The count has now fallen in 19 straight weeks, and in 34 of the past 36 weeks (OGJ Online, Apr. 22, 2016). Since the overall drilling dive commenced following the week ended Dec. 5, 2014, the count has fallen 1,500 units (OGJ Online, Dec. 5, 2014).
"In the second quarter, we forecast the North America rig count to fall 30% compared to the first quarter average,” noted Martin Craighead, BHI chairman and chief executive officer, in the firm’s first-quarter earnings report this week (OGJ Online, Jan. 29, 2016).
“For the second half of the year, we project the US rig count will begin to stabilize, although we do not expect activity to meaningfully increase in 2016,” he said. “Conversely, the international rig count is predicted to drop steadily through the end of the year as we see limited new projects in the pipeline.”
The oil field services firm posted a $981 million net loss in the first quarter in part due to its proposed merger with Halliburton Co., which the US Department of Justice recently sued to block (OGJ Online, Apr. 6, 2016).
Houston-based onshore drilling contractor Patterson-UTI Energy Inc. during the first quarter averaged 71 rigs in the US and 3 in Canada, compared with its fourth-quarter 2015 average of 88 rigs in US and 3 in Canada.
During April, the firm expects to average 56 units in the US and in Canada expects “a minimal number of operating days due to the industry downturn and spring breakup,” explained Andy Hendricks, Patterson-UTI chief executive officer.
"We believe the US rig count is beginning to stabilize as crude oil prices have improved from the cyclical lows reached in the first quarter,” said Mark S. Siegel, chairman of Patterson-UTI. “The outlook for crude oil prices remains uncertain with numerous economic and geopolitical concerns. For this reason, visibility into the timing of a recovery remains limited, and we do not believe current oil prices in the mid-$40s are sufficient to support a meaningful increase in US drilling activity."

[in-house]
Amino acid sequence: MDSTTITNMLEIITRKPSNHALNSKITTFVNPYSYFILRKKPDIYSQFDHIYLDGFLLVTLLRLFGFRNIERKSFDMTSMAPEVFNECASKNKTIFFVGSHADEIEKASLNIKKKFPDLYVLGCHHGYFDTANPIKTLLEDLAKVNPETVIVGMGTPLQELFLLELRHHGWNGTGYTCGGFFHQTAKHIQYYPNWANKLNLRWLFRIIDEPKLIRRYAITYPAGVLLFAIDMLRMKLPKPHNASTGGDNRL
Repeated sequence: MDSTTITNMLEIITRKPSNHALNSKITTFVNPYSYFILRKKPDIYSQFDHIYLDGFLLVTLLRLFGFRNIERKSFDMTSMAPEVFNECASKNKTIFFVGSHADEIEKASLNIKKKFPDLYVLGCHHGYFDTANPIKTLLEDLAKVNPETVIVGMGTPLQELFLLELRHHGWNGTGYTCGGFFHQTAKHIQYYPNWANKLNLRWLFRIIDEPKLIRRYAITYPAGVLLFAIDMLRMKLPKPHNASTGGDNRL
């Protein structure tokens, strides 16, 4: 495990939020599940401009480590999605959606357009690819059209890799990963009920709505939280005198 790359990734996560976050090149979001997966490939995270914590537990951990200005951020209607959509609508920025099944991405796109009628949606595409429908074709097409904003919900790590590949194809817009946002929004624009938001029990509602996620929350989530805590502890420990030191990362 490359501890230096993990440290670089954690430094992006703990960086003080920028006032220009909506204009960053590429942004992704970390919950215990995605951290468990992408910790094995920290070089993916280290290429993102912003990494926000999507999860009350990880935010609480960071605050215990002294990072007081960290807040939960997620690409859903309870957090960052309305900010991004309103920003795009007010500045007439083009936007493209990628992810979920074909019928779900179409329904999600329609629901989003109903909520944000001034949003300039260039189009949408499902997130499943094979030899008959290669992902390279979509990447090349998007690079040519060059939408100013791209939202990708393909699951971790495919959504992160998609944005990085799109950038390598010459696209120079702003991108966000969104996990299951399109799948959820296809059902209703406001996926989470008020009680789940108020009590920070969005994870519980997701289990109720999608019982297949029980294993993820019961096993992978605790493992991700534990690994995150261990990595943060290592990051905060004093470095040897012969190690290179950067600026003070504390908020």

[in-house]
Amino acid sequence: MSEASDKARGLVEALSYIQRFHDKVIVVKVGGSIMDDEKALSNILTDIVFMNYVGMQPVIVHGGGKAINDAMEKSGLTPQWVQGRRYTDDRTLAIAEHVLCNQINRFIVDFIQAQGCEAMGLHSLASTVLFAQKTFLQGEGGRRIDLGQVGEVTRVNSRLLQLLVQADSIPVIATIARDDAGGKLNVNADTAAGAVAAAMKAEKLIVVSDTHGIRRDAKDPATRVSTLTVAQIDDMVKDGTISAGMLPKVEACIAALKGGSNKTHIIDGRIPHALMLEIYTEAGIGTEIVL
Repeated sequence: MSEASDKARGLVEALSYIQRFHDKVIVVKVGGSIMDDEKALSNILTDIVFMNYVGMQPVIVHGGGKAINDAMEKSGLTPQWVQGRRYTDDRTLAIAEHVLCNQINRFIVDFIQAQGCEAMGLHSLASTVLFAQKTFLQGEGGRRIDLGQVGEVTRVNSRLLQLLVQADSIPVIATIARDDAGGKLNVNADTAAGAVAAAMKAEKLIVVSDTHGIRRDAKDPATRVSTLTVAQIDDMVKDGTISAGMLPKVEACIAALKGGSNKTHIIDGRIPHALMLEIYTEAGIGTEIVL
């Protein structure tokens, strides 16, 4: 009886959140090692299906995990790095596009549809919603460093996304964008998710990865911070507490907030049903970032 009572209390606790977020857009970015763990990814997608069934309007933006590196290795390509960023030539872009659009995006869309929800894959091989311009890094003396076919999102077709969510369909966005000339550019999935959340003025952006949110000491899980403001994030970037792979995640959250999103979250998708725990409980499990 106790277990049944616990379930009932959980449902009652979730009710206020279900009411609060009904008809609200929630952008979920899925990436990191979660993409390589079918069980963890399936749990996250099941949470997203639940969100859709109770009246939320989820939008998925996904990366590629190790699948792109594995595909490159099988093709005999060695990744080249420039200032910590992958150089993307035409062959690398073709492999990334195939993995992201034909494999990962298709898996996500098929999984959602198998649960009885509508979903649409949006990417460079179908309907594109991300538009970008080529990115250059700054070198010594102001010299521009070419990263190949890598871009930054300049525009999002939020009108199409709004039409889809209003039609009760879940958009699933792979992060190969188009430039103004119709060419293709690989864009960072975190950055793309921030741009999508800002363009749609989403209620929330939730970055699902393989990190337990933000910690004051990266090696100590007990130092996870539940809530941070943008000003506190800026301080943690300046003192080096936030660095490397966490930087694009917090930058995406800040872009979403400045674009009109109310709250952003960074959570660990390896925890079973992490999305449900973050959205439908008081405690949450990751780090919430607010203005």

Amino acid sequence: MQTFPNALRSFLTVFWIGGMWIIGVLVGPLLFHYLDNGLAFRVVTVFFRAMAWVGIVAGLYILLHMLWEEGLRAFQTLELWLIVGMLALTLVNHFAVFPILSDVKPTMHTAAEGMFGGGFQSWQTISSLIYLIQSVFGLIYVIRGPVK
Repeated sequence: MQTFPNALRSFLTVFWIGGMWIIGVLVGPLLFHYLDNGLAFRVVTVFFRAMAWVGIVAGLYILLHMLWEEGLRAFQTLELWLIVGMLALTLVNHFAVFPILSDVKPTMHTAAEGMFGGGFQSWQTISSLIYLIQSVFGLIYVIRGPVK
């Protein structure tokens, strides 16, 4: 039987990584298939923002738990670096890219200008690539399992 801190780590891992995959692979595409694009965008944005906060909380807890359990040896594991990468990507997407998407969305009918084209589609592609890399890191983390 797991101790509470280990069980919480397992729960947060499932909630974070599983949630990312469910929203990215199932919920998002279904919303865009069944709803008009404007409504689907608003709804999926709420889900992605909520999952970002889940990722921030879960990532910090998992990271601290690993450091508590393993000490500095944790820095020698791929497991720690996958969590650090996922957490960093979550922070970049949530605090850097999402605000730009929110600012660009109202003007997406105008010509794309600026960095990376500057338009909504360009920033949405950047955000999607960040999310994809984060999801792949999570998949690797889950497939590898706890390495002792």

Patterson-UTI recorded a net loss of $70.5 million for the first quarter, compared with net income of $9.1 million in first-quarter 2015.
“Despite limited visibility into a recovery, we remain optimistic about a recovery in our cyclical industry,” Siegel said. “The severe downturn in the rig count has brought the US rig count to the lowest level in more than 65 years. We believe this unprecedented low level of US drilling activity will further reduce US oil production and help to balance oil supply and demand.”
The US Energy Information Administration reported this week that US crude oil production fell 15,000 b/d during the week ended Apr. 22 to 8.94 million b/d—its lowest level since October 2014 (OGJ Online, Apr. 28, 2016).
More oil rigs go down
The US oil-directed count lost 11 units this week to 332, down 1,277 since its peak in BHI data on Oct. 10, 2014, and its lowest level since Nov. 6, 2009. The current count remains well-above the 2008-09 downturn’s nadir of 179 touched on June 5, 2009.
Gas-directed rigs dropped a unit to 87, representing their new low point in BHI data. One rig considered unclassified began operations this week.
All but one of the units to go offline in the US were land-based, bringing the onshore count to 391, down 477 year-over-year. Rigs engaged in horizontal drilling fell 8 units to 324, down 1,048 since a peak in BHI data on Nov. 21, 2014, and their lowest count since Dec. 1, 2006. Directional drilling rigs were down 2 to 46.
One rig halted operations offshore Texas, cutting the state’s offshore count in half and bringing the overall US offshore total to 25. Rigs drilling in inland waters were unchanged at 4.